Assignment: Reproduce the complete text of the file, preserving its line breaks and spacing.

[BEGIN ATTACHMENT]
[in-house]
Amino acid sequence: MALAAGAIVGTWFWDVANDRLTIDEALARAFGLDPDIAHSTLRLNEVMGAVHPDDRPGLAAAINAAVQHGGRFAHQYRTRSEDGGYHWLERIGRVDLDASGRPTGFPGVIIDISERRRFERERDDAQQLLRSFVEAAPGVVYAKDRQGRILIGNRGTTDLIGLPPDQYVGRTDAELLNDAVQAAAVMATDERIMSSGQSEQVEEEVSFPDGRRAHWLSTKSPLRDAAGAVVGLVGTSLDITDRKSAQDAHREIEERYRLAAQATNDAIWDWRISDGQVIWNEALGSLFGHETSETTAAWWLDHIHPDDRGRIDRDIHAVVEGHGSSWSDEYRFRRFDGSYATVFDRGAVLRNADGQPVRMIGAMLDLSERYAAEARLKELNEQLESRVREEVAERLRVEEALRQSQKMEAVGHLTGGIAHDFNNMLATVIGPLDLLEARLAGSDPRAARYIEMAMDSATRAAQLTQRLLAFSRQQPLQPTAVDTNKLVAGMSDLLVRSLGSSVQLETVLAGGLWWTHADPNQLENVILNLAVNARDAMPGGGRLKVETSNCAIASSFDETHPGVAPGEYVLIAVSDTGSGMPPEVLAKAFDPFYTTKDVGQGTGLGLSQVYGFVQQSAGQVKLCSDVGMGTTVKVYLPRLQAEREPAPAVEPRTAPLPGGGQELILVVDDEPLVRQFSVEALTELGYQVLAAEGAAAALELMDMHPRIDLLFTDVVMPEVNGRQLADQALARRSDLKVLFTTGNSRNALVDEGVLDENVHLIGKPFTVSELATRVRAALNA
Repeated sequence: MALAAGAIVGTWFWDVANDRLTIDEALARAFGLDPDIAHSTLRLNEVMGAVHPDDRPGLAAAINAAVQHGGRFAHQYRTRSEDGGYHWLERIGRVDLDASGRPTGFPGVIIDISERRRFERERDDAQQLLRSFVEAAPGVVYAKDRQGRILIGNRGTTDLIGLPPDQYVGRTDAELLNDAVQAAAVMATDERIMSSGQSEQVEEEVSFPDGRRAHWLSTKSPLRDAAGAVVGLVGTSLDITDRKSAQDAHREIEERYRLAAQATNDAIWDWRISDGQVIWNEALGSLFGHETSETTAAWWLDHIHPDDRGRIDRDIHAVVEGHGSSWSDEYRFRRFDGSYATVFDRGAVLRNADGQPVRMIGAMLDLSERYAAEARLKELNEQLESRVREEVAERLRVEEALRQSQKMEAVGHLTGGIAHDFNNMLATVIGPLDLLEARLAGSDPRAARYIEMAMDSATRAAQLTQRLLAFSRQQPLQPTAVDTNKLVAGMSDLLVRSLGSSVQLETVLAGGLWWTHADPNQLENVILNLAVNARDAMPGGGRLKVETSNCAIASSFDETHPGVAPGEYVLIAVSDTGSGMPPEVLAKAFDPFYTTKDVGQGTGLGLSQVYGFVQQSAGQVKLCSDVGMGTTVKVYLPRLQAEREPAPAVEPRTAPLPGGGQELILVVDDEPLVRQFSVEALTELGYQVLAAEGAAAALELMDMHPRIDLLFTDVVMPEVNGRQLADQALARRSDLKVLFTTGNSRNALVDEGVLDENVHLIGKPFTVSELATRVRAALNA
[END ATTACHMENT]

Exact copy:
[in-house]
Amino acid sequence: MALAAGAIVGTWFWDVANDRLTIDEALARAFGLDPDIAHSTLRLNEVMGAVHPDDRPGLAAAINAAVQHGGRFAHQYRTRSEDGGYHWLERIGRVDLDASGRPTGFPGVIIDISERRRFERERDDAQQLLRSFVEAAPGVVYAKDRQGRILIGNRGTTDLIGLPPDQYVGRTDAELLNDAVQAAAVMATDERIMSSGQSEQVEEEVSFPDGRRAHWLSTKSPLRDAAGAVVGLVGTSLDITDRKSAQDAHREIEERYRLAAQATNDAIWDWRISDGQVIWNEALGSLFGHETSETTAAWWLDHIHPDDRGRIDRDIHAVVEGHGSSWSDEYRFRRFDGSYATVFDRGAVLRNADGQPVRMIGAMLDLSERYAAEARLKELNEQLESRVREEVAERLRVEEALRQSQKMEAVGHLTGGIAHDFNNMLATVIGPLDLLEARLAGSDPRAARYIEMAMDSATRAAQLTQRLLAFSRQQPLQPTAVDTNKLVAGMSDLLVRSLGSSVQLETVLAGGLWWTHADPNQLENVILNLAVNARDAMPGGGRLKVETSNCAIASSFDETHPGVAPGEYVLIAVSDTGSGMPPEVLAKAFDPFYTTKDVGQGTGLGLSQVYGFVQQSAGQVKLCSDVGMGTTVKVYLPRLQAEREPAPAVEPRTAPLPGGGQELILVVDDEPLVRQFSVEALTELGYQVLAAEGAAAALELMDMHPRIDLLFTDVVMPEVNGRQLADQALARRSDLKVLFTTGNSRNALVDEGVLDENVHLIGKPFTVSELATRVRAALNA
Repeated sequence: MALAAGAIVGTWFWDVANDRLTIDEALARAFGLDPDIAHSTLRLNEVMGAVHPDDRPGLAAAINAAVQHGGRFAHQYRTRSEDGGYHWLERIGRVDLDASGRPTGFPGVIIDISERRRFERERDDAQQLLRSFVEAAPGVVYAKDRQGRILIGNRGTTDLIGLPPDQYVGRTDAELLNDAVQAAAVMATDERIMSSGQSEQVEEEVSFPDGRRAHWLSTKSPLRDAAGAVVGLVGTSLDITDRKSAQDAHREIEERYRLAAQATNDAIWDWRISDGQVIWNEALGSLFGHETSETTAAWWLDHIHPDDRGRIDRDIHAVVEGHGSSWSDEYRFRRFDGSYATVFDRGAVLRNADGQPVRMIGAMLDLSERYAAEARLKELNEQLESRVREEVAERLRVEEALRQSQKMEAVGHLTGGIAHDFNNMLATVIGPLDLLEARLAGSDPRAARYIEMAMDSATRAAQLTQRLLAFSRQQPLQPTAVDTNKLVAGMSDLLVRSLGSSVQLETVLAGGLWWTHADPNQLENVILNLAVNARDAMPGGGRLKVETSNCAIASSFDETHPGVAPGEYVLIAVSDTGSGMPPEVLAKAFDPFYTTKDVGQGTGLGLSQVYGFVQQSAGQVKLCSDVGMGTTVKVYLPRLQAEREPAPAVEPRTAPLPGGGQELILVVDDEPLVRQFSVEALTELGYQVLAAEGAAAALELMDMHPRIDLLFTDVVMPEVNGRQLADQALARRSDLKVLFTTGNSRNALVDEGVLDENVHLIGKPFTVSELATRVRAALNA